*ANSWER* q8/9
I got both of these questions wrong and I'm not sure what I've done wrong. Is anyone who got these right willing to post their code so that I can compare it with mine to work out what I've done wrong. (I could post my code but it seems cruel to ask others to understand it.)
Any language is good but prefer python or c/c++/java. R or Octave are okay too though. 
Re: * answer * q8/9
Quote:

Re: * answer * q8/9
This is my code in Octave (it is not correct but maybe you could help me find what is wrong):
Code:
Nonetheless, I´m missing something that I just can´t quite pin out. Any help is appreciated. 
Re: * answer * q8/9
I think I fixed the problem. I was confused and generated random points for each epoch and what was really required was a permutation over the original training points.
This is my fix: Code:
function [N, theta, Eout] = trainLogisticRegression(eta, mfunc, bfunc, numPointsPerEpoch) Eout1 is given me an average of 0.3 which is not the required answer Eout2 is given me an average of 0.09 which is close to the final answer I´m wondering if there is something still wrong with what I´m doing...:clueless: 
Re: *ANSWER* q8/9
Thanks for the suggestion Elroch. Here are the steps I am following:
1) Generate a random set of data points. Values between 1 and +1. I am certain that this bit of code is working correctly. 2) Set weight = [0,0,0], eta = 0.01 3) Do do the stochastic gradient descent. 3a) Shuffle the 100 data points. (The shuffling is definitely working.) 3b) On the first shuffled data point get the gradient using the initial weight. To calculate the gradient I am using the code below, this could be wrong? Code:
def gradient_descent(weight, x, y): Code:
error = gradient_descent(weight, x, y) 3d) I repeat 3b/3c for all data points, using the updated weight for each new data point. 4) Once I have updated the weight based on all the data points I then compare the final weight of the iteration with the initial weight of the iteration. 4a) To compare the weights I use the following function which finds the sqrt of the sum of the differences squared. Perhaps this is wrong? Code:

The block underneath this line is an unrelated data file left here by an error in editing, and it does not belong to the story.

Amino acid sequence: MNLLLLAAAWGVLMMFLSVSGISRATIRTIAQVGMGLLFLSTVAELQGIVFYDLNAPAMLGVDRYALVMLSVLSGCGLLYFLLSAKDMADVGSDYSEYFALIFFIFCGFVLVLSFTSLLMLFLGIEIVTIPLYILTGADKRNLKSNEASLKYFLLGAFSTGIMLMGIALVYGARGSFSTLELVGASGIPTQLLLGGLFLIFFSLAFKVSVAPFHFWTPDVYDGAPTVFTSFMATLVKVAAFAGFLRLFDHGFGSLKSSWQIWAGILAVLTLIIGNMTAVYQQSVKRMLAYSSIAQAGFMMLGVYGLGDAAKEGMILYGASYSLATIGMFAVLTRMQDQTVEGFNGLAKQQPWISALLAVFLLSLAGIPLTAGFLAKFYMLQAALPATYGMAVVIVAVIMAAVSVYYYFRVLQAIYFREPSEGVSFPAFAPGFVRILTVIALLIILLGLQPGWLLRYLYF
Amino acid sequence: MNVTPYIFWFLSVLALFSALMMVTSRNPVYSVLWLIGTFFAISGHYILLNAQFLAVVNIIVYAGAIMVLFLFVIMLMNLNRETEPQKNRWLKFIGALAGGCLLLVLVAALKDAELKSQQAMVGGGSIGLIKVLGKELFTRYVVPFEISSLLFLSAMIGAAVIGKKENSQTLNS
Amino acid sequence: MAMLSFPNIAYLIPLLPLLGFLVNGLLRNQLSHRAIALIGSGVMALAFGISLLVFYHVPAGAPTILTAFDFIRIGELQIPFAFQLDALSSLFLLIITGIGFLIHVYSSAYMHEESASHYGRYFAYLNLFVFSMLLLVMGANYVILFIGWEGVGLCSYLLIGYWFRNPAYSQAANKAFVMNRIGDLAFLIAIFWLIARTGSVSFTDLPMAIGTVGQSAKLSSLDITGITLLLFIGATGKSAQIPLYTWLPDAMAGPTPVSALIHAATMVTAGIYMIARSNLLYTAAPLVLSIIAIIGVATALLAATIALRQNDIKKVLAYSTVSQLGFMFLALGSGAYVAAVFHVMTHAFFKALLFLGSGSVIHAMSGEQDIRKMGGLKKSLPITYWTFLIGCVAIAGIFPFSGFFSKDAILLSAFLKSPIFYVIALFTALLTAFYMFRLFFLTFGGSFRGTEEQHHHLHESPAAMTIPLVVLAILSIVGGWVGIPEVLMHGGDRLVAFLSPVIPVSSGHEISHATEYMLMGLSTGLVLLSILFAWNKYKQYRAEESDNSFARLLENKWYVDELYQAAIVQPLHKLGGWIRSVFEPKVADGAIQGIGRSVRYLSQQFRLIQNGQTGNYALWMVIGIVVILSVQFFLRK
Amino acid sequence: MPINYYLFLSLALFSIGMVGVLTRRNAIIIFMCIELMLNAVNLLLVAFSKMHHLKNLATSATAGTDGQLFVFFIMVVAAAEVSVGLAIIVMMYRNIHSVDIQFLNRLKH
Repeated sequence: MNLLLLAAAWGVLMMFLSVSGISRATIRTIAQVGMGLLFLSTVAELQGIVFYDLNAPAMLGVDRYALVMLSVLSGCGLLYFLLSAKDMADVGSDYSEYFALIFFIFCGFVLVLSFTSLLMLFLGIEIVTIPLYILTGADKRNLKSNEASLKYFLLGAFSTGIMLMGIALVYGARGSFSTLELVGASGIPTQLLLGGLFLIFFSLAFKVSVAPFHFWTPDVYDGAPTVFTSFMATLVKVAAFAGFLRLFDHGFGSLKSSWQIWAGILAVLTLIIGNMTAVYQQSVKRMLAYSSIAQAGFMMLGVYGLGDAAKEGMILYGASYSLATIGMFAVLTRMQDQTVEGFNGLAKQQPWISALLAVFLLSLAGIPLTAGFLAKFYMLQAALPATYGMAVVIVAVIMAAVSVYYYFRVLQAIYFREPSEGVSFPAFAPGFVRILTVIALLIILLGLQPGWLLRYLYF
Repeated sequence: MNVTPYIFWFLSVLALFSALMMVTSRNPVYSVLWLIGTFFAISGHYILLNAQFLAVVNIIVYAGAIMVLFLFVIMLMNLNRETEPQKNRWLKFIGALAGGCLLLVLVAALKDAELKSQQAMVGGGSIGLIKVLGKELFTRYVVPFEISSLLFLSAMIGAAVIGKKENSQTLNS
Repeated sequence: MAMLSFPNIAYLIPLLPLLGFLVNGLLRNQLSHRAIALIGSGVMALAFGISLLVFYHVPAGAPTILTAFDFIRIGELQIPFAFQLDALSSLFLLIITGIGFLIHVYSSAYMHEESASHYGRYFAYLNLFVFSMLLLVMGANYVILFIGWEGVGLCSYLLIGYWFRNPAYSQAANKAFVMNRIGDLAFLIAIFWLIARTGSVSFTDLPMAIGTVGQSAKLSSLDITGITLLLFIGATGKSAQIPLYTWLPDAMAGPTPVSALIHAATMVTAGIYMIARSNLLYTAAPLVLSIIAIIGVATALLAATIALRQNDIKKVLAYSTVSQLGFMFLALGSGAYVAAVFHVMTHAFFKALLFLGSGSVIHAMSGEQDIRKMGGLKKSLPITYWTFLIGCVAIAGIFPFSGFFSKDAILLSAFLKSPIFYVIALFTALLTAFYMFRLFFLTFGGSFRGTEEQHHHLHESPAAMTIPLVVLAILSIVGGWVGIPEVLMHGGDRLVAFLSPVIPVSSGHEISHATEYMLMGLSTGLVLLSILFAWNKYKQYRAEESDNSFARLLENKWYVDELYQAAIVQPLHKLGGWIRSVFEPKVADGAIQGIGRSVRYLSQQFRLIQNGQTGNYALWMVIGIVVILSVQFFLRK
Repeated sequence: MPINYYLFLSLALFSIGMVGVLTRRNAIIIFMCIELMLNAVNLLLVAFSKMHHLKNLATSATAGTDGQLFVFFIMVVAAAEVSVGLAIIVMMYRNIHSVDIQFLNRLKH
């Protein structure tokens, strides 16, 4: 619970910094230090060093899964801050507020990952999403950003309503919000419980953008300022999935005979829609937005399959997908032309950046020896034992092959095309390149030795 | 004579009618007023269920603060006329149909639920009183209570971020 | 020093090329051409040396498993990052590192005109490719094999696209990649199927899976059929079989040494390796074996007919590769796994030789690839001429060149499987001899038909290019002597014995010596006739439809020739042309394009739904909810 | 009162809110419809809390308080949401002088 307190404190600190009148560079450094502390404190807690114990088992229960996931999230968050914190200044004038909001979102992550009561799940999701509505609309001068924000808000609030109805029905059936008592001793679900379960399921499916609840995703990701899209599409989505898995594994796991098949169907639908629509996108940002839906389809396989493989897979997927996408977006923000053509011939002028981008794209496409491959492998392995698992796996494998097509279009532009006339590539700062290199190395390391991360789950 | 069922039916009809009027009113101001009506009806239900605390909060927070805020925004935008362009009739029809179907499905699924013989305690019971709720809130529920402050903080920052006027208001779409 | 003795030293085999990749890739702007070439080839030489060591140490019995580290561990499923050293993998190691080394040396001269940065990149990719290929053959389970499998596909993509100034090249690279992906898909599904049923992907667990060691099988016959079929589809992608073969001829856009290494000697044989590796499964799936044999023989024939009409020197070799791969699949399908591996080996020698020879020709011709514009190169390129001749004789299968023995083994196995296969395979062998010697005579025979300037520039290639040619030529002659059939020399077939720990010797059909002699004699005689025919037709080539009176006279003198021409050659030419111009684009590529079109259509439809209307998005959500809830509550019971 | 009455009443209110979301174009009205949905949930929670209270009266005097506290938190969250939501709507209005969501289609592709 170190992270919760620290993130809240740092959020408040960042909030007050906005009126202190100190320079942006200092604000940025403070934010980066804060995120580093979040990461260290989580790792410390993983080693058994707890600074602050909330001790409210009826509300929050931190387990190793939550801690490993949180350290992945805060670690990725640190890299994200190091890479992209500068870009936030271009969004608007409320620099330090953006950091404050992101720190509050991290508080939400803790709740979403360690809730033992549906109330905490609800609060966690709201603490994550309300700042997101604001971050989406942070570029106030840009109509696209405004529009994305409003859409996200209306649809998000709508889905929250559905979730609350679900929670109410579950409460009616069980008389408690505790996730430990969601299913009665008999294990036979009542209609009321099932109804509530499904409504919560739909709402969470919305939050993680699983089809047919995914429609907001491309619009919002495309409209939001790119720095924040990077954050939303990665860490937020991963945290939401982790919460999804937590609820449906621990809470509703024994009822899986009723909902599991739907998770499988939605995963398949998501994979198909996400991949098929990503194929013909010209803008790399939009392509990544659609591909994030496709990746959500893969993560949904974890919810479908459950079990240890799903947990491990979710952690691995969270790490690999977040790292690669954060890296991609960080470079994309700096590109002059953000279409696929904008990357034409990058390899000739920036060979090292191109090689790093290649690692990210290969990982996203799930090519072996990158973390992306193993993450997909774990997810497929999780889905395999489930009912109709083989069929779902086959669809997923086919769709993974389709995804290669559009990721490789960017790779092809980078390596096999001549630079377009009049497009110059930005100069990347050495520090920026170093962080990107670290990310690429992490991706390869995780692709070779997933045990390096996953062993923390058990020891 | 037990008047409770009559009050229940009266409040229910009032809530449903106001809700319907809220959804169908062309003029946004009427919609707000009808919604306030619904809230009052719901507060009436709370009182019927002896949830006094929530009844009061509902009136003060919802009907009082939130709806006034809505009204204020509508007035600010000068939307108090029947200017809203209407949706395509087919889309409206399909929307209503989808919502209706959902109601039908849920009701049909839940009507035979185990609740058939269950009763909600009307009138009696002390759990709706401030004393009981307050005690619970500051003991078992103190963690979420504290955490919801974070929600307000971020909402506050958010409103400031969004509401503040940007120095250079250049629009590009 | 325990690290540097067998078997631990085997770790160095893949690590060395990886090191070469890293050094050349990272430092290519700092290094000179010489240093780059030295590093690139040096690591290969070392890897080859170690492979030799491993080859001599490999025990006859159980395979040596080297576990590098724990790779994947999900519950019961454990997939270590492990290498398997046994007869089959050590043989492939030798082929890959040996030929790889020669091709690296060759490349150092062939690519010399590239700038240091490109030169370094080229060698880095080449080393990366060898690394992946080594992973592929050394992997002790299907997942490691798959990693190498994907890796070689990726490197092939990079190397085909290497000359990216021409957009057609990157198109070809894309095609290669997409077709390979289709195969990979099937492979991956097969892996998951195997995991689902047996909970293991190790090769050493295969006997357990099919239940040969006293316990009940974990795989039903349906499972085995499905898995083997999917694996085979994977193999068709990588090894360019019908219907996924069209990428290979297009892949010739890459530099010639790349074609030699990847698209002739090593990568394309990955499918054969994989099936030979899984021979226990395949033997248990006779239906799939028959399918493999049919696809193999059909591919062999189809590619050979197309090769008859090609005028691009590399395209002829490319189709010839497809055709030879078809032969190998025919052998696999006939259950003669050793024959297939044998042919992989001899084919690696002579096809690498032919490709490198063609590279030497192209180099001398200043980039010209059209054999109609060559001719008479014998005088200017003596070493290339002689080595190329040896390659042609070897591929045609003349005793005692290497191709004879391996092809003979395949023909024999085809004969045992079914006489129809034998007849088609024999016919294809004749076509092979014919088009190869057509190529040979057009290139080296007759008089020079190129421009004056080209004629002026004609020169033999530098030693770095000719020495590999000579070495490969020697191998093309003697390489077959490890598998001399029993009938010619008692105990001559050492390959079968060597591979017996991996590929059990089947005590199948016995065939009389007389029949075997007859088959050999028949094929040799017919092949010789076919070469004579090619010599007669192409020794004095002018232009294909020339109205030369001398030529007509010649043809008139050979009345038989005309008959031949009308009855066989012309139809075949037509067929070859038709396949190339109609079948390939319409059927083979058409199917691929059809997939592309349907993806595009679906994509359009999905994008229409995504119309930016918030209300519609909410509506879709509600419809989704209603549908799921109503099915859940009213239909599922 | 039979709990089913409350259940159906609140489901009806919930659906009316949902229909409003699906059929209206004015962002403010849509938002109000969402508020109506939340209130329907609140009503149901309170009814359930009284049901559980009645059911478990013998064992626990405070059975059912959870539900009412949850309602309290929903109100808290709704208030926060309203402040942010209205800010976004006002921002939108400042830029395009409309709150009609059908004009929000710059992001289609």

def calc_error(new_weights, old_weights): 4c) If error is still too large then go to 3 and use the new weight as the new initial weight. Well if anyone can spot what mistake I've made or even something that doesn't look right then please say something. 
Re: * answer * q8/9
Quote:

Re: *ANSWER* q8/9
Hi arcticblue, my R code yields the expected average number of epochs / outofsample error, now that (thanks to you) I've implemented the correct exit condition for the SGD. Have you found the issue with your implementation? The approach you're outlining above seems correct. What kind of results are you getting? I'll have a look at your code if you post it.

Re: * answer * q8/9
Hi apbarraza, the problem seems to be with the way you compute the magnitude of the difference between the weight vector at the beginning and at the end of each epoch. Use norm (with p = "fro") instead of abs. Also Eout1 is the way to go. Good luck!

Re: *ANSWER* q8/9
arctic blue, both the description of what you intended to do and code fragments 3b, 3c and 4a look fine to me. Sherlock Holmes famous maxim must apply:
"when you have eliminated the impossible, whatever remains, however improbable, must be the truth". [i.e. it must be in what you haven't posted] 
Re: * answer * q8/9
Quote:
YES !! Thank you sooo much I have been bagging my head and I can´t believe I missed this. Changed while to: Code:
while ((norm(thetatheta_last, "fro")>0.01)) Thank you. 
All times are GMT 7. The time now is 01:23 PM. 
Powered by vBulletin® Version 3.8.3
Copyright ©2000  2021, Jelsoft Enterprises Ltd.
The contents of this forum are to be used ONLY by readers of the Learning From Data book by Yaser S. AbuMostafa, Malik MagdonIsmail, and HsuanTien Lin, and participants in the Learning From Data MOOC by Yaser S. AbuMostafa. No part of these contents is to be communicated or made accessible to ANY other person or entity.